|ZFIN ID: ZDB-PUB-180816-14|
Anatomy, development, and plasticity of the neurosecretory hypothalamus in zebrafish
Nagpal, J., Herget, U., Choi, M.K., Ryu, S.
|Source:||Cell and tissue research 375(1): 5-22 (Review)|
|Registered Authors:||Herget, Ulrich, Nagpal, Jatin, Ryu, Soojin|
|Keywords:||Hypothalamus, Paraventricular nucleus, Stress, Zebrafish|
|PubMed:||30109407 Full text @ Cell Tissue Res.|
Nagpal, J., Herget, U., Choi, M.K., Ryu, S. (2018) Anatomy, development, and plasticity of the neurosecretory hypothalamus in zebrafish. Cell and tissue research. 375(1):5-22.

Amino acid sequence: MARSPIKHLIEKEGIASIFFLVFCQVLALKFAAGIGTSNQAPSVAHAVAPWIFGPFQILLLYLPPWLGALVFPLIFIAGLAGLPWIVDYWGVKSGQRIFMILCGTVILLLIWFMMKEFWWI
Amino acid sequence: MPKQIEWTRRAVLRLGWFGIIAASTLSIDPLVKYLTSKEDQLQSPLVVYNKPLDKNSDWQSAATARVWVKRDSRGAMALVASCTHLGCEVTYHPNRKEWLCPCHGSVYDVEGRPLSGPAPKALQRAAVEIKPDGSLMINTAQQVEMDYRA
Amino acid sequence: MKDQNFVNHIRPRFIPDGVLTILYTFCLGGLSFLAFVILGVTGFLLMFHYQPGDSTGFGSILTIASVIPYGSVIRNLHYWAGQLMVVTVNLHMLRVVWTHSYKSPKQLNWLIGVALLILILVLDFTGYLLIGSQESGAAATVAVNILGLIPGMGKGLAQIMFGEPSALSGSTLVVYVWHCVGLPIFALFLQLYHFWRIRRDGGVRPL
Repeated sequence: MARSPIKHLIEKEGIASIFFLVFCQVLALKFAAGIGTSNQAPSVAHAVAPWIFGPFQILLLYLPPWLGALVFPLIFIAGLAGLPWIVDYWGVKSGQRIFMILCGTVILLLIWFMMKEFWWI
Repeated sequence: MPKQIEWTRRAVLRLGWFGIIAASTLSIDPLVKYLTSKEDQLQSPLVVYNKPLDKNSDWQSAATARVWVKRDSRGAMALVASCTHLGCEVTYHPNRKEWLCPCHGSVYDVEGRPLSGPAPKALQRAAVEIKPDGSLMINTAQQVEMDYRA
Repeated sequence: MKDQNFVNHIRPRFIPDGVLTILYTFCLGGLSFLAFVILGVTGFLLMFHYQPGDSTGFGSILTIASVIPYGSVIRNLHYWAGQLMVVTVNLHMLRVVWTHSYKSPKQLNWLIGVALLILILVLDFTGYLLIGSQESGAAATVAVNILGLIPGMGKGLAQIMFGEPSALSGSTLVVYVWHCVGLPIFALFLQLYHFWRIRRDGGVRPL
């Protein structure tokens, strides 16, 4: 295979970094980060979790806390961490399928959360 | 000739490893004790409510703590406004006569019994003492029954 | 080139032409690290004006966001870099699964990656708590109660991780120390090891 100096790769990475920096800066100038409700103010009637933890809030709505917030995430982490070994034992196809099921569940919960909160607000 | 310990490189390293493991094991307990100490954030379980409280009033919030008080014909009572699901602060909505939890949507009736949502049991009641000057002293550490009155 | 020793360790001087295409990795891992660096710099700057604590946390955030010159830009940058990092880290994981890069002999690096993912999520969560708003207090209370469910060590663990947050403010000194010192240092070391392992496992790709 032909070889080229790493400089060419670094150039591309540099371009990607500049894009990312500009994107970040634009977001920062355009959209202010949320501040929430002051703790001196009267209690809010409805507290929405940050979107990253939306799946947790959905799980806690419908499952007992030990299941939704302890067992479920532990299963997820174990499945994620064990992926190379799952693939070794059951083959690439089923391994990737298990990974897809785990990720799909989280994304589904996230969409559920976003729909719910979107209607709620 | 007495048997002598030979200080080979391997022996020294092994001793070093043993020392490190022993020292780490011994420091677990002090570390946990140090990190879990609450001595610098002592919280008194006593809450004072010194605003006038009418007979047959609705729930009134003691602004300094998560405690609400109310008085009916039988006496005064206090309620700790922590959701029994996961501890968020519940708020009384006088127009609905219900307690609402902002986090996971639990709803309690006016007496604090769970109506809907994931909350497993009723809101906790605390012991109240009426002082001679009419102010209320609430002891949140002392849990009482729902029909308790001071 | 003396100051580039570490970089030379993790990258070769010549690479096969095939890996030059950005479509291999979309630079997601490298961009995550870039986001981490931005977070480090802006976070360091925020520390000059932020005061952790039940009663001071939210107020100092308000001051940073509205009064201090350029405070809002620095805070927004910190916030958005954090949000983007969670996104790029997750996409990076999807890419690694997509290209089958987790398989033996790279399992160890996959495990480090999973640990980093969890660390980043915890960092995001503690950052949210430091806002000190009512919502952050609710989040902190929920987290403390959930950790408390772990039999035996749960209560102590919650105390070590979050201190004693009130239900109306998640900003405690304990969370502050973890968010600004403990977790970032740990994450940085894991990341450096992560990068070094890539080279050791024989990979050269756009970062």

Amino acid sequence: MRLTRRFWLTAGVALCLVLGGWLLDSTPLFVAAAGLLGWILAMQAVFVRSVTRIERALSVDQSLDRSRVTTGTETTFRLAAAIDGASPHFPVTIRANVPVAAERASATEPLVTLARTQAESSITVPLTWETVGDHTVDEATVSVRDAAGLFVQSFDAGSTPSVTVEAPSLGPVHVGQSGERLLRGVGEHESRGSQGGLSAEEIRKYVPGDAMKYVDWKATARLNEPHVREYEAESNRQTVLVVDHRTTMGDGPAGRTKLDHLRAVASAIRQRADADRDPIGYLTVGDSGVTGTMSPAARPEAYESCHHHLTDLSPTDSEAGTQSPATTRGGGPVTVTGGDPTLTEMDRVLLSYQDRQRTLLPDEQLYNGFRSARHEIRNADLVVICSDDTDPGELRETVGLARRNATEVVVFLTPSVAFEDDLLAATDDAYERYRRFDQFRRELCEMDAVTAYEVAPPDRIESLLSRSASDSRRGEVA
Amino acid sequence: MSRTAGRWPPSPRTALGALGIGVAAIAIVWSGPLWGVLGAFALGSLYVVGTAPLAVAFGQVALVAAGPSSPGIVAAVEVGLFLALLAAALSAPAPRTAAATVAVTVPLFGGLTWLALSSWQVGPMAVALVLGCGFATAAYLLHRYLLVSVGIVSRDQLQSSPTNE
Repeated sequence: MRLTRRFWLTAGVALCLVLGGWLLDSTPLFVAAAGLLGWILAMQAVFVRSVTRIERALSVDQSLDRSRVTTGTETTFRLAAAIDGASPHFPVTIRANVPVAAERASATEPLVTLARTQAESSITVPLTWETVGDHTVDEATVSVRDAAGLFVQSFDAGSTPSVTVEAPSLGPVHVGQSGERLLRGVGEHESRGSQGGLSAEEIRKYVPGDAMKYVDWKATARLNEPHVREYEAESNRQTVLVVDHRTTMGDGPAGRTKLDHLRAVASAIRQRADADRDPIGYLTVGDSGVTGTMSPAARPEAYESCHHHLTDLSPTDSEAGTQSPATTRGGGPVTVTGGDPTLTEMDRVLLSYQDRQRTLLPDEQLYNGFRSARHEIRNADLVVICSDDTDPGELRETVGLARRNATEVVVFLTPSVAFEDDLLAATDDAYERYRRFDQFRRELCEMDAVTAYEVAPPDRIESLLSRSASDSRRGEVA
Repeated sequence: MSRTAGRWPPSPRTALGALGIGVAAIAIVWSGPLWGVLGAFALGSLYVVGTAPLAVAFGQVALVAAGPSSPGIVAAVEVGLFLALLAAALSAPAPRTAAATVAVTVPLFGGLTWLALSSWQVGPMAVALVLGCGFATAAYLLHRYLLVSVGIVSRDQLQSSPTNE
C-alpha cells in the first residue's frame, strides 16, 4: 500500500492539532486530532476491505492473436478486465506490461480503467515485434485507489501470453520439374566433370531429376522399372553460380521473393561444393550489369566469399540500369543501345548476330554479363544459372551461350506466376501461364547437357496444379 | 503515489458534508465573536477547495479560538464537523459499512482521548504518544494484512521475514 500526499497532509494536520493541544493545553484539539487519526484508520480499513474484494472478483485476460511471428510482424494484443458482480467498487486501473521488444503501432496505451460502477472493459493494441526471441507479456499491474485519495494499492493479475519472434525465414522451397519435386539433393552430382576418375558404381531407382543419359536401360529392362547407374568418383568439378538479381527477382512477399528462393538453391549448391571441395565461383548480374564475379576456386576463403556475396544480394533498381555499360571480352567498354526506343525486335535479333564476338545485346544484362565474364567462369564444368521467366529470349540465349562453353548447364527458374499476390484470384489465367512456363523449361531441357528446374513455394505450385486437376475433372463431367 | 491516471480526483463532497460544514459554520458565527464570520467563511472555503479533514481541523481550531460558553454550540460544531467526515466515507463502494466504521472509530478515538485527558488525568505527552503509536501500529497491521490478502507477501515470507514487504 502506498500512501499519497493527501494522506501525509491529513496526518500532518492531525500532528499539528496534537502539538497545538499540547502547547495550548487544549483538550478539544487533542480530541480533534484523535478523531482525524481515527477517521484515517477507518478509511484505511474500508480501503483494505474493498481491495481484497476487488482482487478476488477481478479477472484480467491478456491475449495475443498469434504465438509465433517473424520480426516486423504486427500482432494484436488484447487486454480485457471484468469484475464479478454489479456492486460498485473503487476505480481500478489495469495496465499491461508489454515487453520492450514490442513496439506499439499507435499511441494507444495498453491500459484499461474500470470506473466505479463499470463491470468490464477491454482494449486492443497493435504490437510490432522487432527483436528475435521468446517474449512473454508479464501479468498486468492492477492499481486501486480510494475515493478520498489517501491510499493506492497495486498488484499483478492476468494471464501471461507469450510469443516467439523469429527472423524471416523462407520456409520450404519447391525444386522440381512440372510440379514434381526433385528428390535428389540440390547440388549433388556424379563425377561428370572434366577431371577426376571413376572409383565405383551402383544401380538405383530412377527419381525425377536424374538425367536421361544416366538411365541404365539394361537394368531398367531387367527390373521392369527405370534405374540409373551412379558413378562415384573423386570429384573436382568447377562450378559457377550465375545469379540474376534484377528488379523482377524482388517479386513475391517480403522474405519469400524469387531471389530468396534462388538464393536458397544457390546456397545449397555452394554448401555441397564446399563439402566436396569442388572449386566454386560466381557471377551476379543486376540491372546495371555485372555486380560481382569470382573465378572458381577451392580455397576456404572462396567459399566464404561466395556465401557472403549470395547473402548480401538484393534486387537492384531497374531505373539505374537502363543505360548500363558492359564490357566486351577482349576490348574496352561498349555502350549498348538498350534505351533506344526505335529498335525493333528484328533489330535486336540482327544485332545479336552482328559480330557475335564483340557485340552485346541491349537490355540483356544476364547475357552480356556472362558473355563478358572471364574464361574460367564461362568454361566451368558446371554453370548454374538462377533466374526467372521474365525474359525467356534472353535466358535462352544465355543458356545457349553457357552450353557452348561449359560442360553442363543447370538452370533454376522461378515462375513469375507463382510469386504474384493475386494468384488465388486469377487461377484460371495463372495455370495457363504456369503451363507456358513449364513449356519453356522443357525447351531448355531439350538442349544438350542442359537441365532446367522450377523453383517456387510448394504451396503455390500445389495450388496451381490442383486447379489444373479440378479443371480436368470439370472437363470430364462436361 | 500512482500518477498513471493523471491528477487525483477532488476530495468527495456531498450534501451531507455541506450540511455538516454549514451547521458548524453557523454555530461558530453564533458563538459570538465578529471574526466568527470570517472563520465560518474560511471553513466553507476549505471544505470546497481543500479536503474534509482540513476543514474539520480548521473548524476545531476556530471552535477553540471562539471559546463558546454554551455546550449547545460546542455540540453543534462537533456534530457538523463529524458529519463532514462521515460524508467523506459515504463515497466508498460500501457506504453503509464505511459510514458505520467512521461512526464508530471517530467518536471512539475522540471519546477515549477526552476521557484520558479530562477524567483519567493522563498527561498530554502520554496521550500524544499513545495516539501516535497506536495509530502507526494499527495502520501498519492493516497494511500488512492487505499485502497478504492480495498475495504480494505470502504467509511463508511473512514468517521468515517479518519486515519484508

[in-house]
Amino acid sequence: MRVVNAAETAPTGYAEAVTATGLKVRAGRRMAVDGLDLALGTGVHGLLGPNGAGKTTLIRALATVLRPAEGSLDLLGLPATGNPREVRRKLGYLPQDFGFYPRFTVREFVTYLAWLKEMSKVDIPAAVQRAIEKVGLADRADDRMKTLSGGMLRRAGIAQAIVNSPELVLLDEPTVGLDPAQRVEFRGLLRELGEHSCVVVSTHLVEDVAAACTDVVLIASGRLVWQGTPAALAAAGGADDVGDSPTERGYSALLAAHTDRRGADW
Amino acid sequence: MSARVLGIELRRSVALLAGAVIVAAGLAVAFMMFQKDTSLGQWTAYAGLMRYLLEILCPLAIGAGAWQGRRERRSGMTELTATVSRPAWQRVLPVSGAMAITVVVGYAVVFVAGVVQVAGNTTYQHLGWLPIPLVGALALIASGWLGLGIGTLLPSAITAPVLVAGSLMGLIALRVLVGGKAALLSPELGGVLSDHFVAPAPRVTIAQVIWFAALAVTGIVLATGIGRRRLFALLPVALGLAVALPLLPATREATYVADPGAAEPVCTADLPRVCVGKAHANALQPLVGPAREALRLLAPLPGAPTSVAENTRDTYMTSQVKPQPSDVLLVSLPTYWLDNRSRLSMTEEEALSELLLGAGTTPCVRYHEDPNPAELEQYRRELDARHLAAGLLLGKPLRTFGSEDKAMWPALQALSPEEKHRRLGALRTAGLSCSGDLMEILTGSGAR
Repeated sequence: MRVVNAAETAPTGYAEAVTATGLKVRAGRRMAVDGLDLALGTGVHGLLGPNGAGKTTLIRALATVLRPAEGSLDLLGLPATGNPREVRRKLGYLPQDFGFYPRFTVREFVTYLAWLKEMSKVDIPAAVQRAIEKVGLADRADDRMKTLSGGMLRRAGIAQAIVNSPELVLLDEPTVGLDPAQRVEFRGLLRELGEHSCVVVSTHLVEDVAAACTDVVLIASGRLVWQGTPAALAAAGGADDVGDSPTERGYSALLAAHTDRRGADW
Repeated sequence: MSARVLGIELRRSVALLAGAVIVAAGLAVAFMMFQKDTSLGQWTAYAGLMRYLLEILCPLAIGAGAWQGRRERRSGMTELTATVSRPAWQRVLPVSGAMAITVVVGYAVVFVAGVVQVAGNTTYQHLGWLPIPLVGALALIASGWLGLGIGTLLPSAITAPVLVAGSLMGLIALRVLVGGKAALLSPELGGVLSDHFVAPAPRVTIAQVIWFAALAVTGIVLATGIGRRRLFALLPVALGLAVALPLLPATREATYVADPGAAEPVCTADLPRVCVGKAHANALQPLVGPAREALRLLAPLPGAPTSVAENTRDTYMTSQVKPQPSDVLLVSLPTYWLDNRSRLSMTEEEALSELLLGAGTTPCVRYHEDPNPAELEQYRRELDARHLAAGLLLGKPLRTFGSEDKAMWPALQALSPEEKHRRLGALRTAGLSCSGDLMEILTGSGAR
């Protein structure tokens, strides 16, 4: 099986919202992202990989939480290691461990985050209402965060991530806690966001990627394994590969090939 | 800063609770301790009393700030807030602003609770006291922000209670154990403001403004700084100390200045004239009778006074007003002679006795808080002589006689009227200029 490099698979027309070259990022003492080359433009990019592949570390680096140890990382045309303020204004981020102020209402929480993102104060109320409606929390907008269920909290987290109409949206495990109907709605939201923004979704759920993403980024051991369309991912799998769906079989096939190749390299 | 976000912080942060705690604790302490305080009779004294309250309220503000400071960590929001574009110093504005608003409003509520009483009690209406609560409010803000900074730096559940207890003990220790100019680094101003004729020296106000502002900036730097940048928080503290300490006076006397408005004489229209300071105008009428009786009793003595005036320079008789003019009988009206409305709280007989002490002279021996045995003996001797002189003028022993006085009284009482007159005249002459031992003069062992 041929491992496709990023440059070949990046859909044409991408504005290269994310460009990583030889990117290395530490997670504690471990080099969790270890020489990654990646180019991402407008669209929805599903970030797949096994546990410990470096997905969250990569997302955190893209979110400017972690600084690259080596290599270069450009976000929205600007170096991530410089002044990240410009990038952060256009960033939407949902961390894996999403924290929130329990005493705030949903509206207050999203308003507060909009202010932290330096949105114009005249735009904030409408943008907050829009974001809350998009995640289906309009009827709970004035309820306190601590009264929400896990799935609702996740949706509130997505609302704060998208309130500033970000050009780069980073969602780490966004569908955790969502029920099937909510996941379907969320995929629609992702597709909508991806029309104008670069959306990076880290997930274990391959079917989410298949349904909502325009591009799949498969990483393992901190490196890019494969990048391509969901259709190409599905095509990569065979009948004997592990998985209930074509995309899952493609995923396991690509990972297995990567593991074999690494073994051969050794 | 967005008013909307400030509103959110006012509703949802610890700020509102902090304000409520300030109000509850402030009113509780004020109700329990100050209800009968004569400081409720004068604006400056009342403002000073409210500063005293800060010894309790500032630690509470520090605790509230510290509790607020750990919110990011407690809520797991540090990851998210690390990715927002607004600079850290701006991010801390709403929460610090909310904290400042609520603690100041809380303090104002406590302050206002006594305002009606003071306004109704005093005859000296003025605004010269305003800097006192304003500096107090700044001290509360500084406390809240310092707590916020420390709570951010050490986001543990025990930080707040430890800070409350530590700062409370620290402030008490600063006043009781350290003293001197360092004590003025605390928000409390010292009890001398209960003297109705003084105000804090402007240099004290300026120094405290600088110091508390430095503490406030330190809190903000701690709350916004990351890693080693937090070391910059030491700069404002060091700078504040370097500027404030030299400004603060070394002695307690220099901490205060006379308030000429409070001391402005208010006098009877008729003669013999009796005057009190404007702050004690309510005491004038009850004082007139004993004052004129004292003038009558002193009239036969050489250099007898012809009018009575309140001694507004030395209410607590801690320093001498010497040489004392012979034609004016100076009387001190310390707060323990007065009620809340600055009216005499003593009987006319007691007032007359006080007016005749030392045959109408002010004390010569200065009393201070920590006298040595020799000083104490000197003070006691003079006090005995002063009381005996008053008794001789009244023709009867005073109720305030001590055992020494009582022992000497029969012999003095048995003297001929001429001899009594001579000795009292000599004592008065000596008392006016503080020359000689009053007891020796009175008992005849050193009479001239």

ABSTRACTThe paraventricular nucleus (PVN) of the hypothalamus harbors diverse neurosecretory cells with critical physiological roles for the homeostasis. Decades of research in rodents have provided a large amount of information on the anatomy, development, and function of this important hypothalamic nucleus. However, since the hypothalamus lies deep within the brain in mammals and is difficult to access, many questions regarding development and plasticity of this nucleus still remain. In particular, how different environmental conditions, including stress exposure, shape the development of this important nucleus has been difficult to address in animals that develop in utero. To address these open questions, the transparent larval zebrafish with its rapid external development and excellent genetic toolbox offers exciting opportunities. In this review, we summarize recent information on the anatomy and development of the neurosecretory preoptic area (NPO), which represents a similar structure to the mammalian PVN in zebrafish. We will then review recent studies on the development of different cell types in the neurosecretory hypothalamus both in mouse and in fish. Lastly, we discuss stress-induced plasticity of the PVN mainly discussing the data obtained in rodents, but pointing out tools and approaches available in zebrafish for future studies. This review serves as a primer for the currently available information relevant for studying the development and plasticity of this important brain region using zebrafish.
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